Like the season, this trip started late, this time delayed from Saturday by the weather with gales and severe gales in the channel, I eventually got away on Monday, but even that was delayed as the best time to leave was at the end of the high tide "stand" on the Hamble at 03:00 to take the last of the ebb down the Solent, but it was still quite windy so I left it until 08:00, the still brisk wind would enable me to make reasonable progress against the adverse 2 – 3 knot tide by keeping to the shallows and not having to tack to arrive at Hurst as the tide turned favourable. This almost went to plan, I almost made it on one tack from Calshot to Hurst but, a little help was needed from the engine for 10 or 15 minutes to clear "Sconce" buoy without tacking.
I passed the Needles at about 13:00 and after avoiding the southern part of the Shambles bank headed for a point well off Portland to avoid the race and almost certain rough seas closer in, especially with the wind against tide.
|A big modern Schooner overtaking me approaching the Needles.|
With the ebbing spring tide quick progress was made on a very close fetch until just east of the Bill when the tide turned reducing the apparent wind over the sea from 15 to 11 knots or less and it was very slow progress for 6 hours with the wind shifting and dropping at times and coming from the west, just the direction I was trying to sail.
|As someone said on Flickr "Looks like Piccadilly Circus |
out there so not a lot of sleep tonight :-)"
Then we were off again with the wind strengthening but variable in direction between west and north west until 15 miles short of Start Point when it almost disappeared and I missed the tidal gate. Again fighting an adverse tide with little wind on the nose it took about 8 hours to get the 15 miles to south of the point, helped for the last couple of hours by a rapidly increasing wind which made the passage past Salcombe, Bolt Head and particularly Bolt Tail very uncomfortable with a strong wind against the tide.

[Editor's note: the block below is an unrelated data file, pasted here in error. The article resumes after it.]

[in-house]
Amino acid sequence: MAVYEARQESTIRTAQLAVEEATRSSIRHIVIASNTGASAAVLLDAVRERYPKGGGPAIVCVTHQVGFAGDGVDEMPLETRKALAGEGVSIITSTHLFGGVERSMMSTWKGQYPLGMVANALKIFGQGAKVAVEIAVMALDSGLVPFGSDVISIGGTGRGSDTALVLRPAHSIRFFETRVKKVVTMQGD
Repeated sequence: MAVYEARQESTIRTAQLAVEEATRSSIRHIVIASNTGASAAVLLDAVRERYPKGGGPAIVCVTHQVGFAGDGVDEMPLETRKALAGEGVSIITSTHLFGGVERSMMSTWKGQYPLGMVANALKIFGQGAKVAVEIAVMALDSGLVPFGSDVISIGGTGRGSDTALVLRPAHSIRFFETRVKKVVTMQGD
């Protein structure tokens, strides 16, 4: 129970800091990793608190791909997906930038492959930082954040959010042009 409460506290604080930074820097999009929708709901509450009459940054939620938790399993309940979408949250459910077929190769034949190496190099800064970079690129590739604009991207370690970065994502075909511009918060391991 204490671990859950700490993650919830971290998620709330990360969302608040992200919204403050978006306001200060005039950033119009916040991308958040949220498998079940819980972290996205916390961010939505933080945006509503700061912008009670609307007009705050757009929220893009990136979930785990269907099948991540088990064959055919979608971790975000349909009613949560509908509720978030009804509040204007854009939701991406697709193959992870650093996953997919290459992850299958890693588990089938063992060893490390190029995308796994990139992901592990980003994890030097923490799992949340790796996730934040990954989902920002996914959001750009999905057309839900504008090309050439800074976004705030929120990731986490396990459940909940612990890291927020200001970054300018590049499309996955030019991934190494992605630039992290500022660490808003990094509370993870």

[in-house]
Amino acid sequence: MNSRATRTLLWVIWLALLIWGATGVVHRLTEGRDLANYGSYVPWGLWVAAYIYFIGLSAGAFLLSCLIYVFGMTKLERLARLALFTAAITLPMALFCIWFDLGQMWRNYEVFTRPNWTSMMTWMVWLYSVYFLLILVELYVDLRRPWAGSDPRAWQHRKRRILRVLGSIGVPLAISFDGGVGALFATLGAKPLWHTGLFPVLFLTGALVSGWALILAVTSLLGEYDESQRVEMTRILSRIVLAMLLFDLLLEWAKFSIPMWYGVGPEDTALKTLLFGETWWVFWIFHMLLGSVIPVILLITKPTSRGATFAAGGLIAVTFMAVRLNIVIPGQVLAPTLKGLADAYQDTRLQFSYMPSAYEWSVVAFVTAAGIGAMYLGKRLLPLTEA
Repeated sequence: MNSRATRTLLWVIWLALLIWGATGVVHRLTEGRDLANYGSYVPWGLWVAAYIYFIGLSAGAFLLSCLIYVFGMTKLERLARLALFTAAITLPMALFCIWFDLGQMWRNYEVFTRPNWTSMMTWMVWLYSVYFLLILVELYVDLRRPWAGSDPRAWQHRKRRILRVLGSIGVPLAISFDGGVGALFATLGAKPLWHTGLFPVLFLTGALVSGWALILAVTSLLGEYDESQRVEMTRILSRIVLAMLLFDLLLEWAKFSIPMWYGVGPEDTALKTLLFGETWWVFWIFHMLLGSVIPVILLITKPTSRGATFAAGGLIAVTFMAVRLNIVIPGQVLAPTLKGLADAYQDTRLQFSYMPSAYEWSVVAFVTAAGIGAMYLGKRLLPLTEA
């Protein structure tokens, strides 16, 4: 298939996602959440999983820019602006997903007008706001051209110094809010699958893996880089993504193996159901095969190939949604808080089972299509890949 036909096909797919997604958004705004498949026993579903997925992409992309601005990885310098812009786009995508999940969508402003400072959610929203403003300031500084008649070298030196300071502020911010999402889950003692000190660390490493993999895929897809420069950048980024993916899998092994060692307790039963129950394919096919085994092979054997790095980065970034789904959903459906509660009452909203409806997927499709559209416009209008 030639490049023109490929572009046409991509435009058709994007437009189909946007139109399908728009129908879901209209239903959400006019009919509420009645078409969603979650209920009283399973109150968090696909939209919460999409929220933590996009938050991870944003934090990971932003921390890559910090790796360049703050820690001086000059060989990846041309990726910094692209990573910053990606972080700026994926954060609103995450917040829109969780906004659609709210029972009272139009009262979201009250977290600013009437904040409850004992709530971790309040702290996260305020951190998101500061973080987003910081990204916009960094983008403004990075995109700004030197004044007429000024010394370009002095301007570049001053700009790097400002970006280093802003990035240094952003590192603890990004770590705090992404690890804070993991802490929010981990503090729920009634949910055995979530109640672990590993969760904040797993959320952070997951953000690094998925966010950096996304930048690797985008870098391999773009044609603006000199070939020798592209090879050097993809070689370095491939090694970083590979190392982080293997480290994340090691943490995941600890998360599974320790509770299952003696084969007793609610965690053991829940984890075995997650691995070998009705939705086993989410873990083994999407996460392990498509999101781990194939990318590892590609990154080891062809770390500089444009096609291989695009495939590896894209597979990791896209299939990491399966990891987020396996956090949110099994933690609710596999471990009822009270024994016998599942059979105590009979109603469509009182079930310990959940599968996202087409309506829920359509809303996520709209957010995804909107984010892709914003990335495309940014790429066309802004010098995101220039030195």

|My track approaching Start Point|
The final section from there, past The Mew Stone guarding the approach to Plymouth to anchor in Cawsand bay was very hard work with winds well over 20 Knots (F6) at times and a difficult sea fortunately Sancerre is pretty good at getting over the waves under autopilot or wind vane steering without the need for manual intervention.
Another single handed sailor anchoring in Cawsand bay, one
of few boats in this favoured anchorage, I guess its the weather
and boats not yet in the water due to the virus lock down.
Almost the whole trip from the Shambles bank was done with wind vane doing the steering rather than autopilot which was good news as the wind sensor used by the autopilot when sailing kept cutting out, I finally figured out the immediate reason – lots of canned food in the next locker to the radio link transceiver that connects the network to the sensor at the top of the mast. They were not in line between the 2 points but clearly affected the radio link, after I re-stowed the tins the link only failed once, hopefully moving some tools from the same locker as the unit will fully solve the problem. [Unfortunately things got worse later in the cruise and the wind sensor failed altogether coming down the east coast].
If the forecast, which shows poor visibility and adverse winds up to Force 6 tomorrow, holds the plan is to move on, probably to St Mawes, on Friday when the wind will be favourable, meet up with some fellow Achilles boat owners on Saturday when the winds are due to be very light or non-existent and push on from there on Sunday. If the weather is a little better than forecast tomorrow I might take advantage of any window to stage through Fowey.
Slide show all of my pictures from Hamble to Plymouth. Page through by clicking the arrows or click in the centre of the pic to view from Flickr in a new window or full screen: